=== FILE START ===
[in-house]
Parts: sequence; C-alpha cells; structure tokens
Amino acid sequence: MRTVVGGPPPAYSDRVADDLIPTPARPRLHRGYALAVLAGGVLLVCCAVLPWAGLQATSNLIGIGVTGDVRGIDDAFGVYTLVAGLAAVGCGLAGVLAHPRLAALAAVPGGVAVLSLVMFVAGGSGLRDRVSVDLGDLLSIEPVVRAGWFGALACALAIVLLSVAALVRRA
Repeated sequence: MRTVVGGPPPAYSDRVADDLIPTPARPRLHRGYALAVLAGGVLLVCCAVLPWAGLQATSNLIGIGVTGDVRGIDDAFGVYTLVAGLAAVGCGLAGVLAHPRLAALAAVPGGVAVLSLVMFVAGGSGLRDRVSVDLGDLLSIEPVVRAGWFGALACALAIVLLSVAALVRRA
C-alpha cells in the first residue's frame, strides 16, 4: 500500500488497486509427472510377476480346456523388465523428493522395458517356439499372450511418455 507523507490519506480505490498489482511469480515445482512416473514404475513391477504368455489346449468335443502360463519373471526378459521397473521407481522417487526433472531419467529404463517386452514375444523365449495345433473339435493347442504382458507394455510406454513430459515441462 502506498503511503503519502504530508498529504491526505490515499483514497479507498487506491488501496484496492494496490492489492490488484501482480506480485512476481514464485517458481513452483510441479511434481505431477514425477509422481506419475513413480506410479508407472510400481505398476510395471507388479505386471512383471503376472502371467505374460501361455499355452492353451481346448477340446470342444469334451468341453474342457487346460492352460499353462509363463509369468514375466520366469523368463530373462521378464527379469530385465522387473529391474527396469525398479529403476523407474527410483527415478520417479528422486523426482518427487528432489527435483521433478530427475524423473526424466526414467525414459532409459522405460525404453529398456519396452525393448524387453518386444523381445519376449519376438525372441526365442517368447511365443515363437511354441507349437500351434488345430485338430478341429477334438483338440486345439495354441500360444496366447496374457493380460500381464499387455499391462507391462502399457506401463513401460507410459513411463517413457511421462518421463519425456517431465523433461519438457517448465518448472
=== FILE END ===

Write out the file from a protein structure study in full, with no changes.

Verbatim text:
[in-house]
Parts: sequence; C-alpha cells; structure tokens
Amino acid sequence: MRTVVGGPPPAYSDRVADDLIPTPARPRLHRGYALAVLAGGVLLVCCAVLPWAGLQATSNLIGIGVTGDVRGIDDAFGVYTLVAGLAAVGCGLAGVLAHPRLAALAAVPGGVAVLSLVMFVAGGSGLRDRVSVDLGDLLSIEPVVRAGWFGALACALAIVLLSVAALVRRA
Repeated sequence: MRTVVGGPPPAYSDRVADDLIPTPARPRLHRGYALAVLAGGVLLVCCAVLPWAGLQATSNLIGIGVTGDVRGIDDAFGVYTLVAGLAAVGCGLAGVLAHPRLAALAAVPGGVAVLSLVMFVAGGSGLRDRVSVDLGDLLSIEPVVRAGWFGALACALAIVLLSVAALVRRA
C-alpha cells in the first residue's frame, strides 16, 4: 500500500488497486509427472510377476480346456523388465523428493522395458517356439499372450511418455 507523507490519506480505490498489482511469480515445482512416473514404475513391477504368455489346449468335443502360463519373471526378459521397473521407481522417487526433472531419467529404463517386452514375444523365449495345433473339435493347442504382458507394455510406454513430459515441462 502506498503511503503519502504530508498529504491526505490515499483514497479507498487506491488501496484496492494496490492489492490488484501482480506480485512476481514464485517458481513452483510441479511434481505431477514425477509422481506419475513413480506410479508407472510400481505398476510395471507388479505386471512383471503376472502371467505374460501361455499355452492353451481346448477340446470342444469334451468341453474342457487346460492352460499353462509363463509369468514375466520366469523368463530373462521378464527379469530385465522387473529391474527396469525398479529403476523407474527410483527415478520417479528422486523426482518427487528432489527435483521433478530427475524423473526424466526414467525414459532409459522405460525404453529398456519396452525393448524387453518386444523381445519376449519376438525372441526365442517368447511365443515363437511354441507349437500351434488345430485338430478341429477334438483338440486345439495354441500360444496366447496374457493380460500381464499387455499391462507391462502399457506401463513401460507410459513411463517413457511421462518421463519425456517431465523433461519438457517448465518448472